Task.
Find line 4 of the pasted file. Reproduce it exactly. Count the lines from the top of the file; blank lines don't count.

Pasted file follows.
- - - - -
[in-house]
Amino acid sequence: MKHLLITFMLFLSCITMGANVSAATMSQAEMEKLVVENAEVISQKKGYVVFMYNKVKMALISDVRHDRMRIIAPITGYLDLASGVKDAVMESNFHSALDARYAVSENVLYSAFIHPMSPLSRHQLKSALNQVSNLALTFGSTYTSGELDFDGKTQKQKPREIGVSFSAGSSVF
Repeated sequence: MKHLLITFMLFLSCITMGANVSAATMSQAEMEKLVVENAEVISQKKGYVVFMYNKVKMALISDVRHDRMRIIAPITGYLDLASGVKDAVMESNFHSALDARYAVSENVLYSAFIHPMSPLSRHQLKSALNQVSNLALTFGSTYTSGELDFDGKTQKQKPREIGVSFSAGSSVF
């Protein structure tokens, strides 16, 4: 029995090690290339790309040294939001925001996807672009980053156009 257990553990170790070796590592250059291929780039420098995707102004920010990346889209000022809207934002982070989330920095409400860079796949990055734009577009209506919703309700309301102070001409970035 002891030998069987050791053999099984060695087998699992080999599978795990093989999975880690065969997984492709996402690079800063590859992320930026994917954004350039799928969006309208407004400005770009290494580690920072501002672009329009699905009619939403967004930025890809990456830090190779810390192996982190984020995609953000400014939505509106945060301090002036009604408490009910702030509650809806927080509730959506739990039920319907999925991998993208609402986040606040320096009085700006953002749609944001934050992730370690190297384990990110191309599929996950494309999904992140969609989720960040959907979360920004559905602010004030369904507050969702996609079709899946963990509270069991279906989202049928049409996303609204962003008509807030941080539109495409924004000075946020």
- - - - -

């Protein structure tokens, strides 16, 4: 029995090690290339790309040294939001925001996807672009980053156009 257990553990170790070796590592250059291929780039420098995707102004920010990346889209000022809207934002982070989330920095409400860079796949990055734009577009209506919703309700309301102070001409970035 002891030998069987050791053999099984060695087998699992080999599978795990093989999975880690065969997984492709996402690079800063590859992320930026994917954004350039799928969006309208407004400005770009290494580690920072501002672009329009699905009619939403967004930025890809990456830090190779810390192996982190984020995609953000400014939505509106945060301090002036009604408490009910702030509650809806927080509730959506739990039920319907999925991998993208609402986040606040320096009085700006953002749609944001934050992730370690190297384990990110191309599929996950494309999904992140969609989720960040959907979360920004559905602010004030369904507050969702996609079709899946963990509270069991279906989202049928049409996303609204962003008509807030941080539109495409924004000075946020």